How to Convert Yahoo’s WordPress 2.02beta to Current 2.3.1
These Are The Steps I Followed – Part 7
To Do List – Fonts tests
Next Test – for consistent font usage across browsers (Safari 1.32, Firefox 184.108.40.206, Opera 9.24, Netscape 220.127.116.11, iCab 3.0.3, Camino 1.5.3 and Mozila 1.8).
Each font statement in the css file will use original declaration such as font-family, em size and so on.
Each statement will test for only one of the following font types in every css declaration in the css file: Slimbach, Copperplate, Verdana, Georgia, Trebuchet MS, Times, Lucida Sans Unicode, Lucida, Times New Roman, sans-serif. Example – font-family: slimbach, sans serif.
I also noticed Pearson’s use of em statements for multiple em sizes – such as font: normal 1.1em/1.3em – this may screw up rendering in some browsers. Will have to test this separately depending on results of first test.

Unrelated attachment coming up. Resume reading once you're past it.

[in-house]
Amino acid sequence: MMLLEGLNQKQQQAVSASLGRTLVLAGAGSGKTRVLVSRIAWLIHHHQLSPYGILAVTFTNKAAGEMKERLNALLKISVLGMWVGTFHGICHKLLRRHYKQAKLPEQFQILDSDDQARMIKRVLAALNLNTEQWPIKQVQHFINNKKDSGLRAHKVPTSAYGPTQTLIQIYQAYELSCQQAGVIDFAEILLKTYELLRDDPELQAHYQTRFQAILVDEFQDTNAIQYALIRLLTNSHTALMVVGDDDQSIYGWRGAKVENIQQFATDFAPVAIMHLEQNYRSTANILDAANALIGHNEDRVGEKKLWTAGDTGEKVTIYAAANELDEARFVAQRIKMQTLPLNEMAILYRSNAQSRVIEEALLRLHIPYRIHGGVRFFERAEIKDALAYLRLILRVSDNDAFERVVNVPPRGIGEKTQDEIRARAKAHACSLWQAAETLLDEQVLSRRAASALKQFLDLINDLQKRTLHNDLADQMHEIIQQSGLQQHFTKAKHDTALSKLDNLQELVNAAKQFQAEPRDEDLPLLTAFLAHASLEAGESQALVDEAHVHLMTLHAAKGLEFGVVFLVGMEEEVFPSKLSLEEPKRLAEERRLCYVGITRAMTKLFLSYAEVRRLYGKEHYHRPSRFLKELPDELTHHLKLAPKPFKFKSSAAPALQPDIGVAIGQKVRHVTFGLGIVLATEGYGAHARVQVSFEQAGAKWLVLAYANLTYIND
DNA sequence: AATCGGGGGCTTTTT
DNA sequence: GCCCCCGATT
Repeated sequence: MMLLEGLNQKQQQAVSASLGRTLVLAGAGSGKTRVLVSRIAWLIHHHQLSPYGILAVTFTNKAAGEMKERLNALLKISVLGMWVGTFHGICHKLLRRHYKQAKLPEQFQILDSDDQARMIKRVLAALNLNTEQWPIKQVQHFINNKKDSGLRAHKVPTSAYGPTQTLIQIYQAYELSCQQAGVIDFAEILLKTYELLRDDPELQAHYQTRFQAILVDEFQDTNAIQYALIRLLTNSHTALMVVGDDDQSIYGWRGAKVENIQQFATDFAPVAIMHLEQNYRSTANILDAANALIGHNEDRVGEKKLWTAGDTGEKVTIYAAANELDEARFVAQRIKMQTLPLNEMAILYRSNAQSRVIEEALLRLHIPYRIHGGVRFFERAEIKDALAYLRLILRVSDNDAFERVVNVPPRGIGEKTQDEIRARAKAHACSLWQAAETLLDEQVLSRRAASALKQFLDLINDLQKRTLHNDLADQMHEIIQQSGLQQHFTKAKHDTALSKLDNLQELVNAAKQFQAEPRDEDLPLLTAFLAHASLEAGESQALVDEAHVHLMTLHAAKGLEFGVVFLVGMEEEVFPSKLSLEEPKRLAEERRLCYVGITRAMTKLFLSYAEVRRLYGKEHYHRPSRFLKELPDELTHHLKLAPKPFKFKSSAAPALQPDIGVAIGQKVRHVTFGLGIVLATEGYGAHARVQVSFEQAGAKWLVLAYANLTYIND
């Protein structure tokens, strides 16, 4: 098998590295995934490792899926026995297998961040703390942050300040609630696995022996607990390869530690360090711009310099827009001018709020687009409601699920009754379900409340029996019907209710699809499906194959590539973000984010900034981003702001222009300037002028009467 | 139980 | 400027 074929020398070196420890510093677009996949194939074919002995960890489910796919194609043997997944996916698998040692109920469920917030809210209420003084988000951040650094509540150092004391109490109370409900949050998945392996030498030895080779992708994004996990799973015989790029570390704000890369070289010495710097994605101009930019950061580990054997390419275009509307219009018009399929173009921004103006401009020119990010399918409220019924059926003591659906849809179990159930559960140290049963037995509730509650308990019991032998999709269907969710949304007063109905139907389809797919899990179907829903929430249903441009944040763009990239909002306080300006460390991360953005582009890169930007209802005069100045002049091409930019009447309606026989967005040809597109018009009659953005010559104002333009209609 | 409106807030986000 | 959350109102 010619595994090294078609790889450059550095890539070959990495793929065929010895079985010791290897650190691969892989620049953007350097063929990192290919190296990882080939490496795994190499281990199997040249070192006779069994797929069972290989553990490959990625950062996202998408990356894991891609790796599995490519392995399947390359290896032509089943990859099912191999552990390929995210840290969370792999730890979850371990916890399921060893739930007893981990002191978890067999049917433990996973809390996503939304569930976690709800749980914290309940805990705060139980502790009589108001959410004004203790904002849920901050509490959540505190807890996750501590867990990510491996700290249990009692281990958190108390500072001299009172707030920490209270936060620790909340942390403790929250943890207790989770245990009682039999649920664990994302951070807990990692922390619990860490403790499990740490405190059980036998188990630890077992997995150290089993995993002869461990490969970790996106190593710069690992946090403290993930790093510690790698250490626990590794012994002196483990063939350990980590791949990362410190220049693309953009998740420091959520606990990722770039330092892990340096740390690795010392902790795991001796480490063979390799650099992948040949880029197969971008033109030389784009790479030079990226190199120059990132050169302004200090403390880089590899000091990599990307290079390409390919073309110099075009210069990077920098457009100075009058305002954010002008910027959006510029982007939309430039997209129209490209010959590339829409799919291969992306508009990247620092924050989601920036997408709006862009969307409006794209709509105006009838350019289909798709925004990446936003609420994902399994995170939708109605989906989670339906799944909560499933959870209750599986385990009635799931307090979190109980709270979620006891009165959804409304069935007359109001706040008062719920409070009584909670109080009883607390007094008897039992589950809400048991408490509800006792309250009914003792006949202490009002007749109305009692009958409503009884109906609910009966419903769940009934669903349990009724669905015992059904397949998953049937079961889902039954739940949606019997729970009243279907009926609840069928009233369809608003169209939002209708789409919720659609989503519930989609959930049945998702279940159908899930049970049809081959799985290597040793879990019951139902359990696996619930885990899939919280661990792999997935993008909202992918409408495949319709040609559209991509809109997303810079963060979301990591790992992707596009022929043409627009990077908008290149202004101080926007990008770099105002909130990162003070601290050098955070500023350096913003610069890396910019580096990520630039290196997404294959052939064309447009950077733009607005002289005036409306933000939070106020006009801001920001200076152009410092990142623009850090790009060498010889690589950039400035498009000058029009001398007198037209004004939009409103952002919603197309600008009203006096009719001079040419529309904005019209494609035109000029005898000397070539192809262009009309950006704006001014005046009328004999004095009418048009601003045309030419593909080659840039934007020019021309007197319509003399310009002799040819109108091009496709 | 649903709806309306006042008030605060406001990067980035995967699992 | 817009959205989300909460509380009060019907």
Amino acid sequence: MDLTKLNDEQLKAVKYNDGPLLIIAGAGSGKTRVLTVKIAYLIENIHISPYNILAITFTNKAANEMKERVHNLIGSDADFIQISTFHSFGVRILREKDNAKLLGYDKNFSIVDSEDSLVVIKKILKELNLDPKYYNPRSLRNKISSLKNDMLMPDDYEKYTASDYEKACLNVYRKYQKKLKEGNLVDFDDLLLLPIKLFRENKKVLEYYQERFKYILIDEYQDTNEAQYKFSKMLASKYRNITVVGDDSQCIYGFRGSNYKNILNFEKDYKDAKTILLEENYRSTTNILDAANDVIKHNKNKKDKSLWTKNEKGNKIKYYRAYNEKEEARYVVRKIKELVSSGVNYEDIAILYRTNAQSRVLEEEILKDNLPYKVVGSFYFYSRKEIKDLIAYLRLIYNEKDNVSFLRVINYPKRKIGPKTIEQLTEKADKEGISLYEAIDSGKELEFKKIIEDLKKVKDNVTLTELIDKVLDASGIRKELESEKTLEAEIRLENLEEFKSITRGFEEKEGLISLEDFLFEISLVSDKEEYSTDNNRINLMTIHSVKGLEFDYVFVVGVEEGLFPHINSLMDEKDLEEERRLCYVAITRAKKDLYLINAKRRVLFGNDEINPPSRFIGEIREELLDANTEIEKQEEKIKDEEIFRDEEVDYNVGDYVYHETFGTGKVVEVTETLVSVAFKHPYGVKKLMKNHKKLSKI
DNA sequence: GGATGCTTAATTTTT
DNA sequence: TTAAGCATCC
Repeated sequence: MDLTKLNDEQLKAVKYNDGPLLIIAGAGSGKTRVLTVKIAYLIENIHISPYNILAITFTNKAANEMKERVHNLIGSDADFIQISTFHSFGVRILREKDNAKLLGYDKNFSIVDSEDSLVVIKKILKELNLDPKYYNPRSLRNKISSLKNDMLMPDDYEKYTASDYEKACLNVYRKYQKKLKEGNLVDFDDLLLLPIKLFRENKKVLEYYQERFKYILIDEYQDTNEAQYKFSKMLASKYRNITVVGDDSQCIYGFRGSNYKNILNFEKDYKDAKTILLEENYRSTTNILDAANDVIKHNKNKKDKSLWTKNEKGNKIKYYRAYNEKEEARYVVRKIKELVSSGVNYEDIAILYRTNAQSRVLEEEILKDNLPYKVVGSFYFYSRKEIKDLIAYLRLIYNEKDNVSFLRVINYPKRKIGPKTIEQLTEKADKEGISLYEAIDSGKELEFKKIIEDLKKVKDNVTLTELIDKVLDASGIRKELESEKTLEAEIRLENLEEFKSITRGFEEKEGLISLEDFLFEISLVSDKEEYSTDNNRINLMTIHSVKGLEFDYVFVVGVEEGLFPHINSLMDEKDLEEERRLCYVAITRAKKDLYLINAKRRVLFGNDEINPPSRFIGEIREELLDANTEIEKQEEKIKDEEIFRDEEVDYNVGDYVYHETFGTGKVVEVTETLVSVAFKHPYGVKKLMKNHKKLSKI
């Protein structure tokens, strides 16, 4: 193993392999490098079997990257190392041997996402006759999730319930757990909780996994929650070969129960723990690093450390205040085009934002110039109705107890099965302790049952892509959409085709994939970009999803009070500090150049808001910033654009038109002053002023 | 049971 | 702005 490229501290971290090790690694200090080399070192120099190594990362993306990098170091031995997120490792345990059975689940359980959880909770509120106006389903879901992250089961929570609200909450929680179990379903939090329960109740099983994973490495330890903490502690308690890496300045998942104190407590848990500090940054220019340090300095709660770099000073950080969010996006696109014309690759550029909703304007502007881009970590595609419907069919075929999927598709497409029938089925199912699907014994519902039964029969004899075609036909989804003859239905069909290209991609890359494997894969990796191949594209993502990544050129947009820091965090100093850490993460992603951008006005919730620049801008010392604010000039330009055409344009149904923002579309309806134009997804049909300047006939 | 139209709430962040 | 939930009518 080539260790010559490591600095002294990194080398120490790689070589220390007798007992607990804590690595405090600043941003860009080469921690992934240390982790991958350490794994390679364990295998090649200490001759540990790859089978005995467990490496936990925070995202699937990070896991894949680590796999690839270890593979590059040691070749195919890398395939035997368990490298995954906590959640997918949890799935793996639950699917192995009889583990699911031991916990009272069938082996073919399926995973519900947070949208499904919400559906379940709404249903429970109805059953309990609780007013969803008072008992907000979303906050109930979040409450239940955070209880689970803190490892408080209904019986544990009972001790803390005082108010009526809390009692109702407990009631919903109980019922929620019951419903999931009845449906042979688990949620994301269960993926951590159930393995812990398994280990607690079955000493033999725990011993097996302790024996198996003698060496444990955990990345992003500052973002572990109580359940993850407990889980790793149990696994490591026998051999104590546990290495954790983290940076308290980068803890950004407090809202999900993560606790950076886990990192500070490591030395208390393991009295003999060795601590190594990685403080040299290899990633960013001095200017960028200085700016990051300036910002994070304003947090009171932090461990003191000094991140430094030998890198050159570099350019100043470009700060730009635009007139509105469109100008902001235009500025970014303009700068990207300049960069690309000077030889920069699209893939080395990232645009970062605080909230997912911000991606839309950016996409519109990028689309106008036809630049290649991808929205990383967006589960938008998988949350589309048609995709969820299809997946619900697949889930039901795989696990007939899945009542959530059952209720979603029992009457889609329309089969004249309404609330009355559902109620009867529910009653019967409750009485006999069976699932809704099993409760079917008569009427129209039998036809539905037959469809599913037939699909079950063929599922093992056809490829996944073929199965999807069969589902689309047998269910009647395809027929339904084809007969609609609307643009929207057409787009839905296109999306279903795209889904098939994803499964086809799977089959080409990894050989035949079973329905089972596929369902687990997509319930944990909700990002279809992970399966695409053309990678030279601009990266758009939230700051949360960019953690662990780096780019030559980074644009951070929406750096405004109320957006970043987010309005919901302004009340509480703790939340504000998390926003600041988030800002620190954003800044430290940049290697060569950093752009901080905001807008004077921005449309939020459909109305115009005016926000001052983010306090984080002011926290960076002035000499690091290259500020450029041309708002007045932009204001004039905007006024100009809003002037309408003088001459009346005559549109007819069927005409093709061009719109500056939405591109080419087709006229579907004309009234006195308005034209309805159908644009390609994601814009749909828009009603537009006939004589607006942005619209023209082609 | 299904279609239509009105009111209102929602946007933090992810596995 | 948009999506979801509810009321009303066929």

I’ve divided these files into parts because several of them are quite long, as well as following the steps seems easier this way.
Pearson has a font hack which he says is for Safari – to keep consistent font sizes – turned this off and fonts are more consistent with other browsers. His hack may work on later editions of Safari (Tiger/Leopard) and Safari 3.
Navigator and Opera seem to use the same font (Verdana?) and the same size for each area, EXCEPT the post body, where Netscape is larger than Opera.
iCab seems consistently smaller in each section.
Camino and Netscape seem to be identical in size in all sections.
It seems impossible to get all browsers to display font size identically – some set resolution, some have a larger minimum size, etc.
Firefox has the absolute smallest size – bordering on the unreadable.